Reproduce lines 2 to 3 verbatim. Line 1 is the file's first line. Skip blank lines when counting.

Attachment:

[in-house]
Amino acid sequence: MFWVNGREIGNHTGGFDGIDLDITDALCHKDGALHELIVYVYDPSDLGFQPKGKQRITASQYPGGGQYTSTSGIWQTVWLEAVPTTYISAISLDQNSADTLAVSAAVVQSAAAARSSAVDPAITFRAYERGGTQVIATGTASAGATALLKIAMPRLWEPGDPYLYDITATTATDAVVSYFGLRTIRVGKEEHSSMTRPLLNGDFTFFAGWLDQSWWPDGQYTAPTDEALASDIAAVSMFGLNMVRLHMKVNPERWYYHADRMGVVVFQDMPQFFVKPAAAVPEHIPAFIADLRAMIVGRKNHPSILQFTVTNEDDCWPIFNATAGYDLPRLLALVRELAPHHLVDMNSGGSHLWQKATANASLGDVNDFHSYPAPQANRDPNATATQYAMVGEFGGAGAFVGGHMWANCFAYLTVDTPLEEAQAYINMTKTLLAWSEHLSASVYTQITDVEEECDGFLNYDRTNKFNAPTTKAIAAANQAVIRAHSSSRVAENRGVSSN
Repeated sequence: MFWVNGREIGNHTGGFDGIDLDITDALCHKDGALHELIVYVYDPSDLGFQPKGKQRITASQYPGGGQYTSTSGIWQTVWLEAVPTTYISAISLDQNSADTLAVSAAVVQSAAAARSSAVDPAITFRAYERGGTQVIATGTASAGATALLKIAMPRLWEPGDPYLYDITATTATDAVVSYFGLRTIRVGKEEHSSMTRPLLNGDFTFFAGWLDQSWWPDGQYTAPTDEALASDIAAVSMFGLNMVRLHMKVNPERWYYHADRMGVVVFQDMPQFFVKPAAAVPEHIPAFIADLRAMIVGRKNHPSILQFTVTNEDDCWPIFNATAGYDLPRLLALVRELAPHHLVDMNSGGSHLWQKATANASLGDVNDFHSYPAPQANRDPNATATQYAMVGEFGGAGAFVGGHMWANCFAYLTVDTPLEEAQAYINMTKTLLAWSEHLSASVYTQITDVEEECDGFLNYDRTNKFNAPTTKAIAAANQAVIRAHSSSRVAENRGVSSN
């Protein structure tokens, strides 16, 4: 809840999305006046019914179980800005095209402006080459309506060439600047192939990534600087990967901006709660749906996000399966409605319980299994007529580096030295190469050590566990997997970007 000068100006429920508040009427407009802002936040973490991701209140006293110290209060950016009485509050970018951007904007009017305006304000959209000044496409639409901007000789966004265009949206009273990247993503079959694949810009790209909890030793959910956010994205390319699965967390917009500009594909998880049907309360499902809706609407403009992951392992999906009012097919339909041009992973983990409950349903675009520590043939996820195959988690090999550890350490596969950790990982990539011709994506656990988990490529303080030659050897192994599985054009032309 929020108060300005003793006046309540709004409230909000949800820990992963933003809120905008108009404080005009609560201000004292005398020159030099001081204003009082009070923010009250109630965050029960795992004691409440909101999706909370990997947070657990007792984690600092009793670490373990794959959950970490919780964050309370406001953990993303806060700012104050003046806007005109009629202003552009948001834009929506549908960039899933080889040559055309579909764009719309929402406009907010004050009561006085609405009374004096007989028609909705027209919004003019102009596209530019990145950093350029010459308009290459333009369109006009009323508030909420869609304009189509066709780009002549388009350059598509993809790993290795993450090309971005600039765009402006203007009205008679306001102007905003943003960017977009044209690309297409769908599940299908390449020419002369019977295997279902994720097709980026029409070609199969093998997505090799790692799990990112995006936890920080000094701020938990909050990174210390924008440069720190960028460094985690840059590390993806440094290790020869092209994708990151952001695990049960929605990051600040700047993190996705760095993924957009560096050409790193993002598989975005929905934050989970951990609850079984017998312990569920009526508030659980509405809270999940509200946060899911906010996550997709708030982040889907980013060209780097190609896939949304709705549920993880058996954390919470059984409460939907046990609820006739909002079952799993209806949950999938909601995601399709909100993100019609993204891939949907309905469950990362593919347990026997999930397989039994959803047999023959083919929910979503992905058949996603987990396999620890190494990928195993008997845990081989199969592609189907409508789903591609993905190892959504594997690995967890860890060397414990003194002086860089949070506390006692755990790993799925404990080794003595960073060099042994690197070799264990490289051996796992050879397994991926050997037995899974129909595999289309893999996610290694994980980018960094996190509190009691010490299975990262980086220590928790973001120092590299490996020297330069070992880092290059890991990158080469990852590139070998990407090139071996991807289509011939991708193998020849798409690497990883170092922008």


Amino acid sequence: MFWVNGREIGNHTGGFDGIDLDITDALCHKDGALHELIVYVYDPSDLGFQPKGKQRITASQYPGGGQYTSTSGIWQTVWLEAVPTTYISAISLDQNSADTLAVSAAVVQSAAAARSSAVDPAITFRAYERGGTQVIATGTASAGATALLKIAMPRLWEPGDPYLYDITATTATDAVVSYFGLRTIRVGKEEHSSMTRPLLNGDFTFFAGWLDQSWWPDGQYTAPTDEALASDIAAVSMFGLNMVRLHMKVNPERWYYHADRMGVVVFQDMPQFFVKPAAAVPEHIPAFIADLRAMIVGRKNHPSILQFTVTNEDDCWPIFNATAGYDLPRLLALVRELAPHHLVDMNSGGSHLWQKATANASLGDVNDFHSYPAPQANRDPNATATQYAMVGEFGGAGAFVGGHMWANCFAYLTVDTPLEEAQAYINMTKTLLAWSEHLSASVYTQITDVEEECDGFLNYDRTNKFNAPTTKAIAAANQAVIRAHSSSRVAENRGVSSN
Repeated sequence: MFWVNGREIGNHTGGFDGIDLDITDALCHKDGALHELIVYVYDPSDLGFQPKGKQRITASQYPGGGQYTSTSGIWQTVWLEAVPTTYISAISLDQNSADTLAVSAAVVQSAAAARSSAVDPAITFRAYERGGTQVIATGTASAGATALLKIAMPRLWEPGDPYLYDITATTATDAVVSYFGLRTIRVGKEEHSSMTRPLLNGDFTFFAGWLDQSWWPDGQYTAPTDEALASDIAAVSMFGLNMVRLHMKVNPERWYYHADRMGVVVFQDMPQFFVKPAAAVPEHIPAFIADLRAMIVGRKNHPSILQFTVTNEDDCWPIFNATAGYDLPRLLALVRELAPHHLVDMNSGGSHLWQKATANASLGDVNDFHSYPAPQANRDPNATATQYAMVGEFGGAGAFVGGHMWANCFAYLTVDTPLEEAQAYINMTKTLLAWSEHLSASVYTQITDVEEECDGFLNYDRTNKFNAPTTKAIAAANQAVIRAHSSSRVAENRGVSSN